Time Is More than Money

Time Is More than Money

This week’s column was going to be about patience, but before I could write it I received a text from my wife, Jill. She asked if I had used our credit card at a place where I don’t normally shop. The answer was a resounding no.

My wife handles many of our bills. This includes our credit card. She has an app on her phone for most everything, including our credit card company. She gets a notification when our card is used and can verify the purchase. This time, the notification made her take notice. When she clicked on the charge, she saw that it had just been placed.

Jill works at a small, private school as a secretary (and “nurse,” office manager, “therapist,” and more!), and it would be difficult for her to deal with the charge during the day. Plus, she dislikes talking on the phone because she does it so much at work.

So I called and spoke with a credit-card representative. She put a hold on the charge, canceled Jill’s card, and issued a new one. She told me it was common for thieves to use a card number for a small purchase to see if it goes unnoticed. If it does, they max out the card.

I kept thinking about that conversation. Life is difficult enough with everyday struggles, but to have someone intentionally make your life more difficult is just crazy. Every day I go to work to earn money to pay bills. I do it to support my family and to prepare for the possibility that one day Jill will not be able to work. Jill does the same. We work hard for our money, and the thought of someone coming along and stealing it infuriates me.

Then a thought flashed across my mind. It was that old saying: Time is money. Huntington’s disease is going to steal time from Jill’s life, probably shortening her life span by several decades. In her case, time is not money. As Karma Tshiteem, the Bhutanese secretary for Gross National Happiness, says: “Time is life.”

Just as we stay vigilant when someone is trying to steal our money, we also have to focus on living life as fully as possible. Life is precious.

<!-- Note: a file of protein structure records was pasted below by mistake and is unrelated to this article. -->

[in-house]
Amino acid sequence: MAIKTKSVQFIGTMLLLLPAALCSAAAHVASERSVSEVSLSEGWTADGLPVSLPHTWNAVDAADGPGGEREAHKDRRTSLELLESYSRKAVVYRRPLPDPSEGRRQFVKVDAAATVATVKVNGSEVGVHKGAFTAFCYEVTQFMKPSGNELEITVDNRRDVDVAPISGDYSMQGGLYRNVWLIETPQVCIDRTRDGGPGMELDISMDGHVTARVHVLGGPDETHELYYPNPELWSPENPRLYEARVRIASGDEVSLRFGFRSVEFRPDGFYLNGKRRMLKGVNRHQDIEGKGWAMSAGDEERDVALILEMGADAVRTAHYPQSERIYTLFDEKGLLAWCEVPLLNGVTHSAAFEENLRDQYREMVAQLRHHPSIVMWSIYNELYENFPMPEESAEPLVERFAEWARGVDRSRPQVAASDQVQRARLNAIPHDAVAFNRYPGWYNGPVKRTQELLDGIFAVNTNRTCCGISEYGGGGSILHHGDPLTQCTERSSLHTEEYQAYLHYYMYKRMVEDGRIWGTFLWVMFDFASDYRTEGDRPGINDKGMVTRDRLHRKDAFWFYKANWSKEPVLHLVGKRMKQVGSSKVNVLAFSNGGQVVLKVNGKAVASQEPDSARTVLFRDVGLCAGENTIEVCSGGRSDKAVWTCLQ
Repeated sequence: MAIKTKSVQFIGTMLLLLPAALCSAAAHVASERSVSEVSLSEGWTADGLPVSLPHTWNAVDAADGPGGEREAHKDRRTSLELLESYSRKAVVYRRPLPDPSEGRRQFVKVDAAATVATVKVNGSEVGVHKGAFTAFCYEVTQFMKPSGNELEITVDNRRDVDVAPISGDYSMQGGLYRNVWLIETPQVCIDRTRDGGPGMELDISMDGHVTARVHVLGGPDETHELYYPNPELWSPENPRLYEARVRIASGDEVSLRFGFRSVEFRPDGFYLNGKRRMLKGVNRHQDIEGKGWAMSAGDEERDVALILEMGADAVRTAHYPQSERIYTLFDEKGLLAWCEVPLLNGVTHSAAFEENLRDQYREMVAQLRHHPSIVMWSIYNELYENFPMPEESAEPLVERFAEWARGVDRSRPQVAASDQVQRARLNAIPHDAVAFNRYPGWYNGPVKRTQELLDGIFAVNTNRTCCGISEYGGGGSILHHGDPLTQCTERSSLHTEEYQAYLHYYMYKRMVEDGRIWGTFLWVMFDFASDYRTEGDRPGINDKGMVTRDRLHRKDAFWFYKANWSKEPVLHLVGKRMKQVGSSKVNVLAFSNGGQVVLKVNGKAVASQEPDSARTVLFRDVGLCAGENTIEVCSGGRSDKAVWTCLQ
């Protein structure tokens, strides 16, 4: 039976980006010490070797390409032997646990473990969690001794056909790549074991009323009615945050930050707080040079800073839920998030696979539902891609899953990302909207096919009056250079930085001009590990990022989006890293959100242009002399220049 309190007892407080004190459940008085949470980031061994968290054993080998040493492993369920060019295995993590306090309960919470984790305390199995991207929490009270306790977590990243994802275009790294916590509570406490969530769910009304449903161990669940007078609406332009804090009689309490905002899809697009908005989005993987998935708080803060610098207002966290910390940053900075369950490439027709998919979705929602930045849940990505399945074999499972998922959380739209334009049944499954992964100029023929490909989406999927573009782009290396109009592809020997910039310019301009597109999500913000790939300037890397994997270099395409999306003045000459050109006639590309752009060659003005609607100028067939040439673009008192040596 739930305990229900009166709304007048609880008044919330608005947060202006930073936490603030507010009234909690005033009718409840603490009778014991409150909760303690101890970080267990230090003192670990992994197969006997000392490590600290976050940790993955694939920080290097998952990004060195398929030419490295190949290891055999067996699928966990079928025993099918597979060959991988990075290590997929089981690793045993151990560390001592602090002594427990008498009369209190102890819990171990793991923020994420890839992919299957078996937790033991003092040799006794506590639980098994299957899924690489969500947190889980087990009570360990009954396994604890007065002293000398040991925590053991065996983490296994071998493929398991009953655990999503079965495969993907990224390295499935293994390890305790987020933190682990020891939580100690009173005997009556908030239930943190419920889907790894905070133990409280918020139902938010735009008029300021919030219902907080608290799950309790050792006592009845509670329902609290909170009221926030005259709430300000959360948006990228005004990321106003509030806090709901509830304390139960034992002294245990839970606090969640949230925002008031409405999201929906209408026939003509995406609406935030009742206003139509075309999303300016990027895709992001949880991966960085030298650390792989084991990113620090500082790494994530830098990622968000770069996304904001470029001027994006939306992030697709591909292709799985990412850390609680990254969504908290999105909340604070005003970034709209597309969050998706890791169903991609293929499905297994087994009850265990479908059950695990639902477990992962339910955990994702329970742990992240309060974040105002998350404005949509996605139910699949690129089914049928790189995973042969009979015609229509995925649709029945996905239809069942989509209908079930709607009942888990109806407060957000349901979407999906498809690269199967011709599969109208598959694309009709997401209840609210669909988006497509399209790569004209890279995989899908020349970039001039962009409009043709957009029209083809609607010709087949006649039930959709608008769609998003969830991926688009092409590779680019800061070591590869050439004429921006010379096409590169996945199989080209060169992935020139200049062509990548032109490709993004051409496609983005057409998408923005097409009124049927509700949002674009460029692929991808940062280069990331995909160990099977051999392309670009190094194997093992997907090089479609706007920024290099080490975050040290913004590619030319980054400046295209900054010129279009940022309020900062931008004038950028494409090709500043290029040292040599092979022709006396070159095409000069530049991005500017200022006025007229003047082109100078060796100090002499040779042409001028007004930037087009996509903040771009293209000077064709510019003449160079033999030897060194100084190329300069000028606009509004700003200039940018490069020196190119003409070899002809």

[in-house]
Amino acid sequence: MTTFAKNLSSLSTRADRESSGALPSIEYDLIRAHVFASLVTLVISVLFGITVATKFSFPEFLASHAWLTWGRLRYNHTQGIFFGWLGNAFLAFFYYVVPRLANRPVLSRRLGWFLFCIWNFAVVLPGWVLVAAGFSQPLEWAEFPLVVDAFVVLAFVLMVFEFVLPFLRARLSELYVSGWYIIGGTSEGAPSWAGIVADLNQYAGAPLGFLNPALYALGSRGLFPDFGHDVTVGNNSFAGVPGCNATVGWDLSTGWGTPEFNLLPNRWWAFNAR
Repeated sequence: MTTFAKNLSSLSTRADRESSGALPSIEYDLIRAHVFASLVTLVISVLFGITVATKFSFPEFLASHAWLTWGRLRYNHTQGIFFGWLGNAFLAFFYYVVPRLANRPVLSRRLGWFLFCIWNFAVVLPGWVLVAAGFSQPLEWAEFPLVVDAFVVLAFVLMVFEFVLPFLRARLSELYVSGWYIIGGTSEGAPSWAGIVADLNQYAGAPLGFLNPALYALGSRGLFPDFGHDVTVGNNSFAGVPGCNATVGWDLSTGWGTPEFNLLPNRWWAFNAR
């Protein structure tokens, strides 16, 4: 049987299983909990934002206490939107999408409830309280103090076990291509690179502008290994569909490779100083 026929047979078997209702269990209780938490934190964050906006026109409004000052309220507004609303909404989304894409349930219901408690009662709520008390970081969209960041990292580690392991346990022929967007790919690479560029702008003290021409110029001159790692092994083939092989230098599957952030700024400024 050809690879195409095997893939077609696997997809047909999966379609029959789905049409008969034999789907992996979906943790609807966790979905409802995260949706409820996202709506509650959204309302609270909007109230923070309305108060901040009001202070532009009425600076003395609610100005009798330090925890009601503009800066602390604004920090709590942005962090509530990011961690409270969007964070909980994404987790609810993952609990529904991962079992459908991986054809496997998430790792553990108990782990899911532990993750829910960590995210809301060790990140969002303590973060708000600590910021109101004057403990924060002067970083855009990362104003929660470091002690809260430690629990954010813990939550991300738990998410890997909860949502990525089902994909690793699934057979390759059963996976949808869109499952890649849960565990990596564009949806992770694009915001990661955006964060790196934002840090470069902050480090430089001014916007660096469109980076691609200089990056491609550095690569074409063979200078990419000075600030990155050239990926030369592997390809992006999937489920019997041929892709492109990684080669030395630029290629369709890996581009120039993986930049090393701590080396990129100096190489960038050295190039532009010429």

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Note: Huntington’s Disease News is strictly a news and information website about the disease. It does not provide medical advice, diagnosis, or treatment. This content is not intended to be a substitute for professional medical advice, diagnosis, or treatment. Always seek the advice of your physician or other qualified health provider with any questions you may have regarding a medical condition. Never disregard professional medical advice or delay in seeking it because of something you have read on this website. The opinions expressed in this column are not those of Huntington’s Disease News or its parent company, BioNews Services, and are intended to spark discussion about issues pertaining to Huntington’s disease.

I am a journalist who, through the grace of God, has been blessed with a brilliant, beautiful and courageous wife and daughter. I love to read, play soccer and share — according to my wife and daughter — really bad puns. (For the record, I think my puns are really punny.)
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I am a journalist who, through the grace of God, has been blessed with a brilliant, beautiful and courageous wife and daughter. I love to read, play soccer and share — according to my wife and daughter — really bad puns. (For the record, I think my puns are really punny.)

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